Recent work on covert quantum sensing by Christos and Animesh is today being presented at the IEEE International Symposium on Information Theory in Aachen (ISIT 2017) by collaborator Boulat Bash. Typically parameter estimation benefits from the use of high energy probe states which use many photons to obtain a high-precision estimate of an unknown parameter. However such probes can easily be detected by an adversary who can recognise an attempt to probe this system by detecting these probe photons. In order to prevent the target itself or any third-parties from observing an attempt at sensing it is necessary to devise covert methods, hiding the probe state photons among thermal photons from the environment, which restrict the attainable precision. To quantify this restriction, a covertness constraint is derived which imposes a limitation on the probe state energy. While the mean square error scales, in general, with the number of repeated channel uses; these new results show that the improvement cannot exceed the square root of n without compromising the covertness of the measurement when using an n-mode state or making n uses of the channel.
George, Luke, and Animesh have recently had a paper published in The Journal of Physical Chemistry Letters (DOI: 10.1021/acs.jpclett.7b00829) in collaboration with Patrick Rowe and Alessandro Troisi (both formerly Warwick Chemistry, now UCL and Liverpool respectively). In this latest work they explore the relationship between structure and energy transport on the nanoscale. In particular, they look at 50,000 different ways of arranging 6 bacteriochlorophyll molecules between a fixed input and output molecule. One such arrangement is the naturally occurring one found in the famous Fenna-Matthews-Olsen (FMO) light-harvesting complex — a prototypical component of photosynthesis. Whether the FMO has been adapted to support very efficient transport of a quantum of energy from where it is absorbed (elsewhere in the organism, eventually arriving at the 'input') to the reaction centre (the ‘output’, where it is stored as chemical energy) is a long-standing question. By looking at many alternative structures, one can gain some insight into this puzzle, and also try to identify which structural features of a general structure are important for optimising energy transport. Such insight would likely be very useful in designing artificial energy transport structures such as those found in solar cells.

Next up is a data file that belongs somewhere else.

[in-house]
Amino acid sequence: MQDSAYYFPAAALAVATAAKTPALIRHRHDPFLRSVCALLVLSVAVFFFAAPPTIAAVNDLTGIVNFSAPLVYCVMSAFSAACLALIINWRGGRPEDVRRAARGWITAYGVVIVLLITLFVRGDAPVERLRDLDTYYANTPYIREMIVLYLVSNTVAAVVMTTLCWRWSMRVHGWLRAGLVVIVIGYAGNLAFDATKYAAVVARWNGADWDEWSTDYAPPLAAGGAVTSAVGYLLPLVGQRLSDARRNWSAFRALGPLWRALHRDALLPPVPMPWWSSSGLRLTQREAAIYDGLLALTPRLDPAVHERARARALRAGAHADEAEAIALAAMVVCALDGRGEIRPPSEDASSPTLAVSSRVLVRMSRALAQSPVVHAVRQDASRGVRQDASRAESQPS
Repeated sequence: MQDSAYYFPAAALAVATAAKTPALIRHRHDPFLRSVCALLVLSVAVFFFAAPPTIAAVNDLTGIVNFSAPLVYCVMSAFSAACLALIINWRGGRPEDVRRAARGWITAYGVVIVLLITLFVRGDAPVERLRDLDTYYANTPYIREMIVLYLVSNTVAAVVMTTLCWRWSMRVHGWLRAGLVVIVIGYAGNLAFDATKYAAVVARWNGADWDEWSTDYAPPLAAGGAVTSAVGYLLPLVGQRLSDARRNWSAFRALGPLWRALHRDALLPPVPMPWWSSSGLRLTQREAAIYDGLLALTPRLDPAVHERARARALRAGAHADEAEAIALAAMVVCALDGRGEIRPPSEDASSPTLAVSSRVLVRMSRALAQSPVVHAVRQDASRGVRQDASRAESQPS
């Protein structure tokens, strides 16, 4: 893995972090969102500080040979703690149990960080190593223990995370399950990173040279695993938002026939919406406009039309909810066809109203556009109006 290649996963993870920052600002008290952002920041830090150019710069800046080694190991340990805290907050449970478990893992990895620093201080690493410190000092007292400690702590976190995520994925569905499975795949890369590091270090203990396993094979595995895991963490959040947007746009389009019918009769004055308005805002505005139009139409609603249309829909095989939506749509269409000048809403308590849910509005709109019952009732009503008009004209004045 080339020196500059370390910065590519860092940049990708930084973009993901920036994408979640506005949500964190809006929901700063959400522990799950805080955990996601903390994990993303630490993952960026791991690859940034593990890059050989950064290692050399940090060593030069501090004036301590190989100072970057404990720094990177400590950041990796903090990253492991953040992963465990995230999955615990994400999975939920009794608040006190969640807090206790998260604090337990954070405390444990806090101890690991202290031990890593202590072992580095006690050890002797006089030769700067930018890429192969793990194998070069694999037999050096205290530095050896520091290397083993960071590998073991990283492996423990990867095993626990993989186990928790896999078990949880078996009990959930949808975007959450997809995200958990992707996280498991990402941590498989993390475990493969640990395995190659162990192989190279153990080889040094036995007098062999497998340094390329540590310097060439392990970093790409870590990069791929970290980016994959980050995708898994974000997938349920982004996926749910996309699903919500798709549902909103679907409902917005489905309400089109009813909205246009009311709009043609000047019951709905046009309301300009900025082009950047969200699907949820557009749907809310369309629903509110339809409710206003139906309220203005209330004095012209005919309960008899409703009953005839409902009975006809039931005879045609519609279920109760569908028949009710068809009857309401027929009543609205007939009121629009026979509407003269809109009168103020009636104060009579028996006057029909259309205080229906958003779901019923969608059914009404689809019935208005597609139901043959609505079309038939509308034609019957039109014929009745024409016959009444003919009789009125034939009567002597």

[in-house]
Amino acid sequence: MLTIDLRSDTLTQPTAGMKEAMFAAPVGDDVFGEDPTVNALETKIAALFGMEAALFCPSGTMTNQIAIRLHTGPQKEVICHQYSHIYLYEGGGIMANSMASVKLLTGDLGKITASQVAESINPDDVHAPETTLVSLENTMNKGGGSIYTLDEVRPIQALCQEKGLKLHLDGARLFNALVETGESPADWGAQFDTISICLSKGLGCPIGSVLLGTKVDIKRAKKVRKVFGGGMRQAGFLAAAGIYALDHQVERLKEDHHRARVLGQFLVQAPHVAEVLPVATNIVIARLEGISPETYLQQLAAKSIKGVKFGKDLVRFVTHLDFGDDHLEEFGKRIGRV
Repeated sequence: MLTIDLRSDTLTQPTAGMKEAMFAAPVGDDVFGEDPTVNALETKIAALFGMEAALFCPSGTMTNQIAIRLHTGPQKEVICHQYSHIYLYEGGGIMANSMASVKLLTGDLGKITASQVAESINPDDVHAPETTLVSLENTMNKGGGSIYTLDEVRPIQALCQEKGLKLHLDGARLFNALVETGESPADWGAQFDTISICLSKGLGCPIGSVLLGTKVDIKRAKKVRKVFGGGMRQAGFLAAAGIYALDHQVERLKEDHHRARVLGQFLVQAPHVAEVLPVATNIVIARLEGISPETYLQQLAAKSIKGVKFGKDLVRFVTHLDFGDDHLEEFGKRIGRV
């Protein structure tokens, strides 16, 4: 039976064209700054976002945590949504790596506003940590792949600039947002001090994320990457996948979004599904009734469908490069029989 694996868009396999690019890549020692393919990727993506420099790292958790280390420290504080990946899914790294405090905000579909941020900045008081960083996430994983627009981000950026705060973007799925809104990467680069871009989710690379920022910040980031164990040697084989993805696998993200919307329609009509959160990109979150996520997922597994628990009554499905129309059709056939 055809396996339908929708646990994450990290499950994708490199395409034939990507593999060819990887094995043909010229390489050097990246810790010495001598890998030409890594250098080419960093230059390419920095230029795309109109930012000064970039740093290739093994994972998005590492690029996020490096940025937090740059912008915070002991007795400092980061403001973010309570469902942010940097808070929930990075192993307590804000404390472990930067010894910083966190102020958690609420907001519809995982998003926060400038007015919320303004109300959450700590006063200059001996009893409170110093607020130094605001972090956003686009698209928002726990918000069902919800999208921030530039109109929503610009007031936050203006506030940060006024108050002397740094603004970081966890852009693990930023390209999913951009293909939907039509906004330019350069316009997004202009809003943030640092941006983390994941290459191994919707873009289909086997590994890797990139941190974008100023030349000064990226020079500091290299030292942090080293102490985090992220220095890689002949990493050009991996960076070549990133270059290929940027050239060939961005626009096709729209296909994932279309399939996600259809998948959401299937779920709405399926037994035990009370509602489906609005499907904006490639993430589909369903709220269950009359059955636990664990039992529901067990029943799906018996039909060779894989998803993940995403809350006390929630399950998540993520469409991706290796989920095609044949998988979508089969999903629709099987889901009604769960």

With his latest publication in the New Journal of Physics (DOI: 10.1088/1367-2630/aa54ab), George has proposed experimental tests which can further constrain the extent to which the wavefunction can be epistemic (and thus representing only a lack of knowledge as to the true physical state of reality).
Shibdas joins us from NUS where he was a postdoc in Mankei Tsang's group, having previously completed his PhD at the University of New South Wales, Australia. His primary research interest is in quantum measurement and control theory.
Christos, Dominic and Animesh's paper on quantum-enhanced estimation of multiple phase parameters has been published in Physical Review A. It looks at fundamental bounds on the performance of Gaussian states for estimation of multiple phase parameters and the advantage gained over multiple individual estimation strategies. The results also suggest that the optimal states for single phase estimation do not necessarily have the same performance when generalised to the estimation of multiple similar parameters.